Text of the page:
Originally released through Roger Corman's New Concorde company, the film has all his signature markings in that it's cheap, fast, and slightly sleazy. But that's not to say it isn't any fun, because it is...hey, any movie where I get to see two sets of bazooms in the first three minutes ain't all bad (one should set their expectations accordingly to the material). Corman may not have won any Oscars for his films, but few directors/producers knew their audiences better than he, and were able to give them what they wanted so consistently. The film is pure drive-in hokum, released at a time when there was no such thing as a home video market...there's a seemingly female empowerment quality to the story, but it was really just `faux' feminism perpetrated by the filmmakers to allow for the ladies to run around braless, pop their tops, and bed male characters at any given opportunity, as also seen in other films of the time like The Student Teachers (1973) and Candy Stripe Nurses (1974). The women audience members were supposed to identify with the strong female characters, while the male audience members got to gawk at jooblies...something for everyone. The story moves along at a pretty good clip and features some decent, but not stellar, car chase sequences, along with silly hi-jinks and what not...the movie's listed as a drama/thriller, but there's a comedic undertone throughout much of the story, a breezy attitude highlighted by a whole lot of twangy, good old boy music, whose repetitiveness got old as the movie progressed. Picture the Dukes of Hazzard with nekkidness and a bit more violence, with the main characters being women instead of men. It did seem very odd that the girls should go out and purchase a big, old, white Rolls with their ill gotten booty, as it was conspicuous as hell, but whatever...if you're looking for some slick, high quality action, stick to the recommended releases on the shelves of the local video store, but if you're looking for some cheap thrills, the kind produced exclusively for indiscriminate drive-in audiences, then you're in the right place.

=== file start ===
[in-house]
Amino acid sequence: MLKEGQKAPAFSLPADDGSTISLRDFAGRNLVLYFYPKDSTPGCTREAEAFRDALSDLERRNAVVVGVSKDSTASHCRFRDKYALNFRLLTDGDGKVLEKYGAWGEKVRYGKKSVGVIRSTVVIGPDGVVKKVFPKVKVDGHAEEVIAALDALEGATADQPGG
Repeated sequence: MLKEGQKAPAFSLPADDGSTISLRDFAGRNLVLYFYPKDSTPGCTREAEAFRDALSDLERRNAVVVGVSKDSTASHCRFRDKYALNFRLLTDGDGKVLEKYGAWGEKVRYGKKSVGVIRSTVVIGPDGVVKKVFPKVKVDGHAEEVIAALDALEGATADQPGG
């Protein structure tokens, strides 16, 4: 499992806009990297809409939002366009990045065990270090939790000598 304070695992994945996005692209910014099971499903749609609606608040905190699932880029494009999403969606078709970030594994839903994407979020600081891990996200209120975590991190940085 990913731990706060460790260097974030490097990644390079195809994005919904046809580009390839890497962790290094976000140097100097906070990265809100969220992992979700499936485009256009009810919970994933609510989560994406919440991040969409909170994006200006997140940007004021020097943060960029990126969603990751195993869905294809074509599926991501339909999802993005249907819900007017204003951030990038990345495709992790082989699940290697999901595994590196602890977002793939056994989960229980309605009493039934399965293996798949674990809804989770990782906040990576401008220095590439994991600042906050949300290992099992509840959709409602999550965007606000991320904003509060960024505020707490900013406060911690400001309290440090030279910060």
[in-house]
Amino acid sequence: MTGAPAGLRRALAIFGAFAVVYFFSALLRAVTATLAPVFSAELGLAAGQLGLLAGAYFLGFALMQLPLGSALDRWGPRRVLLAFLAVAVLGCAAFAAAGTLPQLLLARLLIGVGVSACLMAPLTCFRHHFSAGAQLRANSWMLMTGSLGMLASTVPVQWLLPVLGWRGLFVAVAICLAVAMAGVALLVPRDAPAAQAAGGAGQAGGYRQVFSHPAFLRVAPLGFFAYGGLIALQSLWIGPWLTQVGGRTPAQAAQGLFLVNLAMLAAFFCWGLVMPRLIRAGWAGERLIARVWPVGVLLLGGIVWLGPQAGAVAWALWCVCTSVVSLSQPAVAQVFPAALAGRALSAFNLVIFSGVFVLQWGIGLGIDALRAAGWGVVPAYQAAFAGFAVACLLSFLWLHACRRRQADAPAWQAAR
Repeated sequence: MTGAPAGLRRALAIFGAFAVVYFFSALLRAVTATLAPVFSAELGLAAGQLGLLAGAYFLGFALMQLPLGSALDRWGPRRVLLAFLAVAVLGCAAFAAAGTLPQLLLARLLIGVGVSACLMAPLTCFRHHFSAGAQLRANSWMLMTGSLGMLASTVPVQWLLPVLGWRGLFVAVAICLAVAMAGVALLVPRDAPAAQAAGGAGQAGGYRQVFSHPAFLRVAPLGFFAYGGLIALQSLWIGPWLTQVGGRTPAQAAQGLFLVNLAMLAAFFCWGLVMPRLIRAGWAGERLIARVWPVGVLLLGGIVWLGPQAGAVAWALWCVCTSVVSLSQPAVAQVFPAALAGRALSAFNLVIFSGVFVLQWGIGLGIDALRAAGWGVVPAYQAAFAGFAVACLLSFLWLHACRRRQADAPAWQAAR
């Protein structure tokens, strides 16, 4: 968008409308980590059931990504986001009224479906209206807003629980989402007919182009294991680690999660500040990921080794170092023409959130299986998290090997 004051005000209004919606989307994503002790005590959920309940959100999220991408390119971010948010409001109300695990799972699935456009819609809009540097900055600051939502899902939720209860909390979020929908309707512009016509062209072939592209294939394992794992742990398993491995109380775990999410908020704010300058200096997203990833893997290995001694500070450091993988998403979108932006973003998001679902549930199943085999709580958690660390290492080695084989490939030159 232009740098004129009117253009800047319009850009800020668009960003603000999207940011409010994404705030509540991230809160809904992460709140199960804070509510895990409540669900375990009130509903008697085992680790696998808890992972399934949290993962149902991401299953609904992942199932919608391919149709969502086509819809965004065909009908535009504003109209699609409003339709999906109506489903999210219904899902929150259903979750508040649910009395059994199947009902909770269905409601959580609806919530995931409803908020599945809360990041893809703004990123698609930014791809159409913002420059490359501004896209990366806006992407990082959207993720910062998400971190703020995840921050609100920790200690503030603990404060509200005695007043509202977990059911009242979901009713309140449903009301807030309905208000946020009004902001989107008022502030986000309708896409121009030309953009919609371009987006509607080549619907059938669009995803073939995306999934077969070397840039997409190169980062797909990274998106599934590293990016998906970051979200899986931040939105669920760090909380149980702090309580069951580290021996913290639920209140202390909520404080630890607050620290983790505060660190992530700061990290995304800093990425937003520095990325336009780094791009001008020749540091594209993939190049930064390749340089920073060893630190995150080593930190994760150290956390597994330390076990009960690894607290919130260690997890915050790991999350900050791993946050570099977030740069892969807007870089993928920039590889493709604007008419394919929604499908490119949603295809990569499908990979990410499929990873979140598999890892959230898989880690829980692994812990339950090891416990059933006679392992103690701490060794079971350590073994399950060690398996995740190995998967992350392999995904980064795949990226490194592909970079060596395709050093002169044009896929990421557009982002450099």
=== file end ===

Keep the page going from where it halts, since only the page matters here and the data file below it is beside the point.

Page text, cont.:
The picture, presented in fullscreen, is decent, but does feature quite a few noticeable flaws. The DVD case claims to present a `digitally remastered' print, but I'm guessing that means using whatever copy they utilized in the past for VHS releases for the DVD release. It is watchable, and after awhile I tuned out all the little imperfections on the picture and enjoyed the film. I'm unsure what format the audio is in, but it does sound good and come through clearly. Special features include an original trailer, along with various bios. Also included are previews for other DVD releases like Caged Heat (1974), The Big Doll House (1971), The Big Bird Cage (1972), and The Arena (1974).